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David Died and All We Got Was This Lousy Quilt Panel

I honor my friend David’s life by thinking about him daily, but I refuse to let the story of his death go untold. The worst part of his decline was watching him change from one of my role models of out-and-proudness to someone so vulnerable he seemed to believe he’d brought his suffering on himself. He had been a fighter, but for years before he developed full-blown AIDS, the stigma of having HIV had kept him from talking about it and, I assume, kept him in denial. By the time he couldn’t deny it anymore, there wasn’t much that could be done. In the sixteen years since he died, the stigma hasn’t faded much. We’ve got to keep shining light into that darkness.

When the time came, David went home to die because the city hospitals didn’t want him. He went to a regional hospital near the no-stoplight town where he grew up. All of his sisters had worked there as nurses, so they made sure he got admitted.

I had the unfortunate honor of keeping watch with his family for his last days. We cheered on his speedy death, which didn’t seem odd at the time, as he’d suffered a long time. One of his sisters suggested that we make a souvenir, something like, “David died, and all I got was this lousy t-shirt.” We agreed the only reason he would have disapproved was because he didn’t think of it first.

Sometime during those last days, a nurse asked how long I’d been with David. I wasn’t his partner, but I remember feeling relieved that the way I cared for him could be interpreted as that kind of love. I did love him like a brother, maybe. It’s the closest comparison I know. We had selected each other as family and shared a kind of intimacy that only family can allow.

David's Names Project Quilt Panel

Here's David's panel in the Names Project quilt. He's downstage-center, of course.

We had the window open a little so his soul could find a way out, but his healthy, 32-year-old heart just wouldn’t stop. Well into the third day of our vigil, his sister Julie touched my arm and said, “You know you’re welcome to stay, but please go.” As I walked to my car, the sunlight seemed too bright, the humid air too intoxicating. I didn’t deserve these gifts. I had to get home before I thought too much. I drove away as if I were trying to beat a storm, westward over two-lane roads, a single-lane bridge, where I waited at a red light, wondering as I sat there if David’s soul had found its way out of the hospital room window. I busied myself with the radio until the light turned green.

When I reached the interstate, I let it take me south toward home, but there was David, right there in my head, right there with me. He had observed that his impending death was bringing old friends out of the woodwork, suggesting that he hadn’t lost touch so much as they’d abandoned him. I’d only seen him every few months in the last year. Was I just a repentant lurker, showing up for David’s finale to gain forgiveness? Was that what he thought? Was that all I was?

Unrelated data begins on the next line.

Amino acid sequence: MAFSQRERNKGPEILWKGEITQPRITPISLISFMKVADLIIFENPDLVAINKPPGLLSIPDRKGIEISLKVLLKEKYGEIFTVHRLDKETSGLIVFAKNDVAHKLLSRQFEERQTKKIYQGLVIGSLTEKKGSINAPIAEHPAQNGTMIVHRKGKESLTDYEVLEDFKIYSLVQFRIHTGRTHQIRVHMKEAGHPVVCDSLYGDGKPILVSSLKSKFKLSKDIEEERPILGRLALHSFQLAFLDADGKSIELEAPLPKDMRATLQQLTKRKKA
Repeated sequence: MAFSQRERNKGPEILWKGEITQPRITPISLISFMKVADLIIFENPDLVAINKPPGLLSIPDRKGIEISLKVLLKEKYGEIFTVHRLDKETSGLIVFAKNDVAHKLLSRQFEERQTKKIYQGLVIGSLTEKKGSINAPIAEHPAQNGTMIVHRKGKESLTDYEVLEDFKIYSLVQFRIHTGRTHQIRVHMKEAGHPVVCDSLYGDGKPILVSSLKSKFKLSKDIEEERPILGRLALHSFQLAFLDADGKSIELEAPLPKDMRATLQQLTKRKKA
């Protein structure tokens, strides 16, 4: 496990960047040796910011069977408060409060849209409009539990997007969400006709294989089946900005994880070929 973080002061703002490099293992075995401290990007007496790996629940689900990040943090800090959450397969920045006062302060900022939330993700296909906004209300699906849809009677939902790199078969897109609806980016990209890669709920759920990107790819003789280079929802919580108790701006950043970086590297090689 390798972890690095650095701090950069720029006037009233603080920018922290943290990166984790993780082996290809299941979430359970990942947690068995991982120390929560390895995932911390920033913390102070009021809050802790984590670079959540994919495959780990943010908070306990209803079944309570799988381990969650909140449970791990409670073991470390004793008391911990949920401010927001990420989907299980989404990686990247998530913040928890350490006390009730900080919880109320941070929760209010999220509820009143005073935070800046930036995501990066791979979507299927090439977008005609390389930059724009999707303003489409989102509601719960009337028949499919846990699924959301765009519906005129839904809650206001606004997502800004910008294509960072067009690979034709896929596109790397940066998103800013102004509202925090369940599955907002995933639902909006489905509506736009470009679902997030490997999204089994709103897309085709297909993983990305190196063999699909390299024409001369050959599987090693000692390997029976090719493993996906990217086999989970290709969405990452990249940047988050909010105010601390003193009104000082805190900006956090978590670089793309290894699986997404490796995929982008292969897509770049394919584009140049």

Two nights before he died, I had sat with him. David struggled for every breath, but the EKG monitor kept the slow, steady pace of his heart. Sometime around one a.m., he pushed himself onto his elbows. He looked me in the eye, mumbling for a few seconds until he spoke clearly.

“I was weak in my asshole,” he said. It was a an explanation, maybe, or a confession.

I held him with my eyes, had my mouth open, about to speak, about to say something important because I had to stop him from believing that he’d done anything wrong. I’d felt that way every time David got one of those pity-filled, “what did you expect?” looks from supposedly well-meaning “friends” or disapproving distant relatives, as if they knew his story better than he did, and I didn’t know what I should say, so I didn’t say anything. Before I could exorcise the demons or comfort him, he settled back and drifted away to sleep.

“That’s not true, goddammit,” I finally said to myself and to the machines in the room. I touched his arm. Hugs hurt him, but I hoped my touch might soothe him, even in sleep.

His EKG monitor beeped, “Fuck. Off. Fag.”

It took me an hour and a half to make the drive from his bedside to my front door, blasting the car stereo all the way to keep my momentum. If I stopped for any reason, I risked getting stranded. Finally home, I walked into my apartment building and saw a neighbor I barely knew, the first person I’d had contact with since leaving the hospital. I burst into tears. He hugged me and walked me to my apartment where he stayed with me until I settled down. The next morning, I got the call. David had died sometime between five and six a.m. I hung up the phone and left for work.

I didn’t cry much until after his funeral, and then was a wreck for about ten years. And here comes that feeling again. Sometimes looking at his Names Project panel sets me off, sometimes just a flash of some silly memory. That part of my past won’t let me go, and I’m not going to shake it off. Anger becomes fuel if you let yourself learn how to work it right.

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